You know what a slate shot is, don’t you? A SlateShot is a 7-second video you can upload to Actors Access that shows casting directors how you look and sound! That’s genius! It’s great for casting directors and it’s great for you, too.
If you’re already booked for a actor’s headshot shot, we can add on a professionally produced slate shot for just $25. That’s an online proofing gallery, three retouched images, and a slate shot for just $275. Think of how you’ll be seen! You’ll have everything you need to get the auditions you want. Oh, you need to bring your own talent. But you knew that already…
My “studio,” if you will, is my back yard. I set up backdrops, lights, a light tent… all to get natural light mixed with a pop of light to make the color more intense. The posing stool is an apple crate. Not just an apple box that was once filled with apples but a crate made specifically for studios because they’ll take a lot of weight and you can use them for a million different things. Yesterday was a magnificent day in Los Angeles… sky so blue it hurts the eyes… warm, in the 70s… no real wind to speak of.
So I was joined by seven acting students for what was for most of them their first headshots. It was so much fun. We shot for about five hours and got in at least a couple of looks for everyone. It was a convivial atmosphere because they all know each other. And I got them out in time for the Super Bowl, if they were so inclined to see it.
Here’s a selection of the shoot:
Mirela needed new headshots. The ones she had, she said, made her look like a villain. And she doesn’t feel like a villain. So even though we aren’t taking portraits, she wanted to show her softer side, the way she feels inside. And she hopes that will show agents and casting directors her true nature.
In all fairness, it wasn’t quite that she looked like a villain. The headshots just didn’t look like her.
The fabulous Edward Jimenez was the makeup and hair stylist on this shoot and he nailed it.
Mirela was very happy with her headshots. One message I got from her: “Thank you very much.. I am going to print my great great great headshotssss nowwww!!!!!!!!!!!!! I am very very happy!!!”
She is so sweet. Not a villain at all.
I had such a great session yesterday with Sean Patrick, an actor and musician, at his home in Hollywood. He literally lives one block away from Hollywood Boulevard, a street that is so familiar to anyone who has ever turned on a television in the last 40 years. We took the first series of headshots at the front of the building he lives in. On the porch, actually. We moved around a bit and he changed clothing, shaved, wore his glasses, didn’t wear his glasses, just a variety.
Then we moved across the street for a more urban look. Sean put on a suit, no tie, and the series of shots we took there made him look like a detective on Hollywood’s mean streets. We had such a range by the time the session was over… dad, “hooligan” (who could definitely get a role on “Game of Thrones” if only he had an English accent), computer geek, middle-aged professional, and then police officer-lawyer-doctor.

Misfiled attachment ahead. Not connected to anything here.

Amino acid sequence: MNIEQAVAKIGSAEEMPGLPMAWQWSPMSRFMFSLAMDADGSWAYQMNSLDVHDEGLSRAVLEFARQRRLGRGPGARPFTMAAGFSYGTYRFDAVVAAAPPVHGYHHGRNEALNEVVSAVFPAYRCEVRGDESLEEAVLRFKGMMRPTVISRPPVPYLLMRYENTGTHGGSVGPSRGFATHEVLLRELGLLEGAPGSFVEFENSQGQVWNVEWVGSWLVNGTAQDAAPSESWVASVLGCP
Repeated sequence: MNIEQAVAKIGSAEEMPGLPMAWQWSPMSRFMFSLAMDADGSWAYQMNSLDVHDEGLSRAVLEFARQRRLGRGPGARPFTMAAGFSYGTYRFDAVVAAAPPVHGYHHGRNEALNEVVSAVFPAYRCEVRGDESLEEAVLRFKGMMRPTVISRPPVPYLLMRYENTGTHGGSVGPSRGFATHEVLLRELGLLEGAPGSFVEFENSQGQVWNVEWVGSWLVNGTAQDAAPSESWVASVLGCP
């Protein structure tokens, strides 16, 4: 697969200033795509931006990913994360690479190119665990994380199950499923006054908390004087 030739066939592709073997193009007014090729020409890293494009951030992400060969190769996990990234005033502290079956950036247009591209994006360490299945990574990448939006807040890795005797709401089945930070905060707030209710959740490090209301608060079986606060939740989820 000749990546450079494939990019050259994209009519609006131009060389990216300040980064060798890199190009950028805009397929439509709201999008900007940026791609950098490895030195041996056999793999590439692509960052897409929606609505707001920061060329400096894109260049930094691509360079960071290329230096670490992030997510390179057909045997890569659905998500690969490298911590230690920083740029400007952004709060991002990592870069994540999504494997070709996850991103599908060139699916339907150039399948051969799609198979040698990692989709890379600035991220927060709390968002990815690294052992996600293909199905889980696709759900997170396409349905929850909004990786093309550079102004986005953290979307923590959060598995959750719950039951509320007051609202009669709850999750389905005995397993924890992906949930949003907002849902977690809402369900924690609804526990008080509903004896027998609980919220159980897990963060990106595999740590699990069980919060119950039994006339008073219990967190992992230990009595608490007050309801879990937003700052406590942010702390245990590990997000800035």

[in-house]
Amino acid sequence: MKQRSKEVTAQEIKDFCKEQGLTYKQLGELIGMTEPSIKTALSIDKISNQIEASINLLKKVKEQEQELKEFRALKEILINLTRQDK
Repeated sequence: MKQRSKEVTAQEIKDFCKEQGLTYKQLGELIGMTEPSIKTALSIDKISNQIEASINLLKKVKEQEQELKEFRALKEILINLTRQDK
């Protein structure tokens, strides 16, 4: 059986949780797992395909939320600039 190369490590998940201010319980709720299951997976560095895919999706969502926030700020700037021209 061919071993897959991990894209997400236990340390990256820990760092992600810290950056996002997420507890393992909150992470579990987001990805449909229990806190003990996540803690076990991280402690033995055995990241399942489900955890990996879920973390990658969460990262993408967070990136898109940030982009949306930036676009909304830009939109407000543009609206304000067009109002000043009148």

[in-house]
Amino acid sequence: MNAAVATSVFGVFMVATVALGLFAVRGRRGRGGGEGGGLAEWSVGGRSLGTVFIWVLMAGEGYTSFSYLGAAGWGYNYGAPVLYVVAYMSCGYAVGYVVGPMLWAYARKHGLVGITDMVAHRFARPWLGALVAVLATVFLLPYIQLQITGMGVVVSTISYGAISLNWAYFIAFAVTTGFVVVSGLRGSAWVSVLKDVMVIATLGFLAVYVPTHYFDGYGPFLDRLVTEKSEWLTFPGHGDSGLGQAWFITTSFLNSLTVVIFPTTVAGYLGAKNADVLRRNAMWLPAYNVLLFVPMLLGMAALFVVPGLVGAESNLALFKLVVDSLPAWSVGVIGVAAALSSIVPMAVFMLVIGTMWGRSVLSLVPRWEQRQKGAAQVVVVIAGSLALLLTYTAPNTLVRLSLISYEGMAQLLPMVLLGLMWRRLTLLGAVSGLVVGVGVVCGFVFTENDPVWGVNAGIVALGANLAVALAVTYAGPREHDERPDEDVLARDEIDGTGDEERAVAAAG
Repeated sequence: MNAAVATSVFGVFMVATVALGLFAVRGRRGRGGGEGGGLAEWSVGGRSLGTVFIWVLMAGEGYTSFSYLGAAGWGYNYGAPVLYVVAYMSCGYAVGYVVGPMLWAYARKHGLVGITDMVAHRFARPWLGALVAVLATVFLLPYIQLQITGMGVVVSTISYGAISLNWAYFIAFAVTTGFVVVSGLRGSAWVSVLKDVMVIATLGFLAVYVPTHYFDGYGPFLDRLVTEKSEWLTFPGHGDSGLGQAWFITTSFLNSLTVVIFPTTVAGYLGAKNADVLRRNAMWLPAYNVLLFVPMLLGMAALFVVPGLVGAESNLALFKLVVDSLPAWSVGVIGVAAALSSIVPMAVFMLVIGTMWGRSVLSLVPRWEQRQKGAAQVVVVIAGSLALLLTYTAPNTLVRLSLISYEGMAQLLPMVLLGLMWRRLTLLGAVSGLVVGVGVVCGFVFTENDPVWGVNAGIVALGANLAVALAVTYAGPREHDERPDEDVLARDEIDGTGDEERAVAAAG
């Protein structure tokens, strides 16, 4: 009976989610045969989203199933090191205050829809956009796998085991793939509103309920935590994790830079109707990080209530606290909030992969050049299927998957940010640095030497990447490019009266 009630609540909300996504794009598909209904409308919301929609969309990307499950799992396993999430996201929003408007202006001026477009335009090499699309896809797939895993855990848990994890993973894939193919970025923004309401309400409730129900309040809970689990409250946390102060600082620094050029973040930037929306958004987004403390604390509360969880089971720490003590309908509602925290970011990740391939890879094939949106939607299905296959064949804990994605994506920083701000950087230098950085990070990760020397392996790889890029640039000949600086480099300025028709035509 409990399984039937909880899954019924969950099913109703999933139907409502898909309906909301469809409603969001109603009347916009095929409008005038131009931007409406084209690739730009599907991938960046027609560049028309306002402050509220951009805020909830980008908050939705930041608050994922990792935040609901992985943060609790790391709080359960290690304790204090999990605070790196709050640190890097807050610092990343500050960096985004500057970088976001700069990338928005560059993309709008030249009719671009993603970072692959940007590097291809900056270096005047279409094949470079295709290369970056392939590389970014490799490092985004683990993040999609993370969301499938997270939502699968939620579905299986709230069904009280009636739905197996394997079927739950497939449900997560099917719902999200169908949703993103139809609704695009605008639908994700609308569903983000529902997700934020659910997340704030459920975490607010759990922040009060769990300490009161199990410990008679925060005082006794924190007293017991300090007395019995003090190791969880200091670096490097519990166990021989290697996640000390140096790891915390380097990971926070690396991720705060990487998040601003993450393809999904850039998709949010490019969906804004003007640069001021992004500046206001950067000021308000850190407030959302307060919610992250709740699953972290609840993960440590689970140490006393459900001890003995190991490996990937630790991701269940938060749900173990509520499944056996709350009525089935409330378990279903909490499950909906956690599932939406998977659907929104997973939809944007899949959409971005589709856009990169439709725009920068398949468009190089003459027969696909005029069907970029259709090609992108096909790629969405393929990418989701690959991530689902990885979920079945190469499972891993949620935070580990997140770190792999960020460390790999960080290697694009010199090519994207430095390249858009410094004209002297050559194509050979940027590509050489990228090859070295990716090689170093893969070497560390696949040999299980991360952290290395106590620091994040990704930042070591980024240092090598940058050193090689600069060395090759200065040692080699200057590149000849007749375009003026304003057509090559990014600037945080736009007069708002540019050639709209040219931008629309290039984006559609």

Know your character types and have your headshots reflect it.
One of the actors I like and admire most, Aaron Lustig, has posted “The Evolution of the Headshot… Mine, That is” on his blog and it’s very amusing. As a working actor for many years, he has a collection of headshots dating back to 1974. Sometimes he has hair on his face, sometimes he has hair on his head but you can see the progression of changes over the years. It’s worth your time to read it. As soon as you see him, you’ll recognize him from the films and television shows he’s been cast in.
But that brings up another point… headshot styles change. As you’ll see from Aaron’s blog, most of his are in black and white. If you’re old enough to remember, headshots were once done strictly in B&W and were shot in film. So the photographer would shoot, I don’t know, maybe three 36-exposure rolls of film (if you were lucky) which meant you had 108 choices — and who knows how many were actually usable since you couldn’t see anything until they were developed.
Now, with digital, everything is in color and you know immediately during your session what’s working and what isn’t. You can fine tune your expressions and, for that matter, your clothing choices or your hair and makeup. You can become the best you can be in your headshot. It’s brilliant, really, that digital. What I do is bring along my little 13-inch MacBook Pro so that we can look at the images together. It’s hard to fully see yourself on the back of the camera but once it comes up on screen on the laptop, you get a really good idea of how your session is going. So that way we know when we’ve nailed a look. You’ll have a lot to choose from but you know there is at least one look that just sings out loud.
And speaking of trends in headshots, Aaron’s blog gives you quite a taste of how things have changed. You’ll see that the current style is much more relaxed and casual. I also love horizontal headshots and his blog includes examples of those.
Although I urge you to go take a look at Aaron’s evolution, I’ll give you a little taste of his headshots.
By the way, Aaron teaches at the Lee Strasberg Theatre & Film Institute in Los Angeles. I’ve taken headshots of many of his students and they love him!
Last night, I was just completely filled with gratitude that I get to do what I want to do… headshots and, now, video production through my latest venture… or more like adventure… Curious Cat Productions. I haven’t blogged for a while, had so many interesting things happen recently. But I wanted to show a new collection of headshots we’ve taken in the last few weeks. I think I will just put up a little slideshow of my recent headshot clients…